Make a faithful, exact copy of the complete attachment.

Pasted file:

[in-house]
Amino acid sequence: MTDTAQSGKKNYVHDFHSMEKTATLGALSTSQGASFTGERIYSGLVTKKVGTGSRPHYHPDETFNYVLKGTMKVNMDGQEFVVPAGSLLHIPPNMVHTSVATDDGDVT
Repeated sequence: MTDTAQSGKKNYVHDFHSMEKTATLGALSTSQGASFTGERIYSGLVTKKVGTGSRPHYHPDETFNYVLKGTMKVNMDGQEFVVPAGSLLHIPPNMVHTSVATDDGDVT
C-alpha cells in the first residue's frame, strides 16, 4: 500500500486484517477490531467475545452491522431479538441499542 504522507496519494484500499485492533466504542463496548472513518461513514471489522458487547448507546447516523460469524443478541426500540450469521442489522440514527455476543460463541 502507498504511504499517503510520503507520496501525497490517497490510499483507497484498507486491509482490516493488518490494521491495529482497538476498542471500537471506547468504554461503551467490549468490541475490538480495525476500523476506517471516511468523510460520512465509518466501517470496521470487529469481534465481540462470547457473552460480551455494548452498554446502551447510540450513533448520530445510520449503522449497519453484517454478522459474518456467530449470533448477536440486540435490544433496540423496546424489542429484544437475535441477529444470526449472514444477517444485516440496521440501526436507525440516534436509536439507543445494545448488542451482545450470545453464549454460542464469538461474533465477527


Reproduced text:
[in-house]
Amino acid sequence: MTDTAQSGKKNYVHDFHSMEKTATLGALSTSQGASFTGERIYSGLVTKKVGTGSRPHYHPDETFNYVLKGTMKVNMDGQEFVVPAGSLLHIPPNMVHTSVATDDGDVT
Repeated sequence: MTDTAQSGKKNYVHDFHSMEKTATLGALSTSQGASFTGERIYSGLVTKKVGTGSRPHYHPDETFNYVLKGTMKVNMDGQEFVVPAGSLLHIPPNMVHTSVATDDGDVT
C-alpha cells in the first residue's frame, strides 16, 4: 500500500486484517477490531467475545452491522431479538441499542 504522507496519494484500499485492533466504542463496548472513518461513514471489522458487547448507546447516523460469524443478541426500540450469521442489522440514527455476543460463541 502507498504511504499517503510520503507520496501525497490517497490510499483507497484498507486491509482490516493488518490494521491495529482497538476498542471500537471506547468504554461503551467490549468490541475490538480495525476500523476506517471516511468523510460520512465509518466501517470496521470487529469481534465481540462470547457473552460480551455494548452498554446502551447510540450513533448520530445510520449503522449497519453484517454478522459474518456467530449470533448477536440486540435490544433496540423496546424489542429484544437475535441477529444470526449472514444477517444485516440496521440501526436507525440516534436509536439507543445494545448488542451482545450470545453464549454460542464469538461474533465477527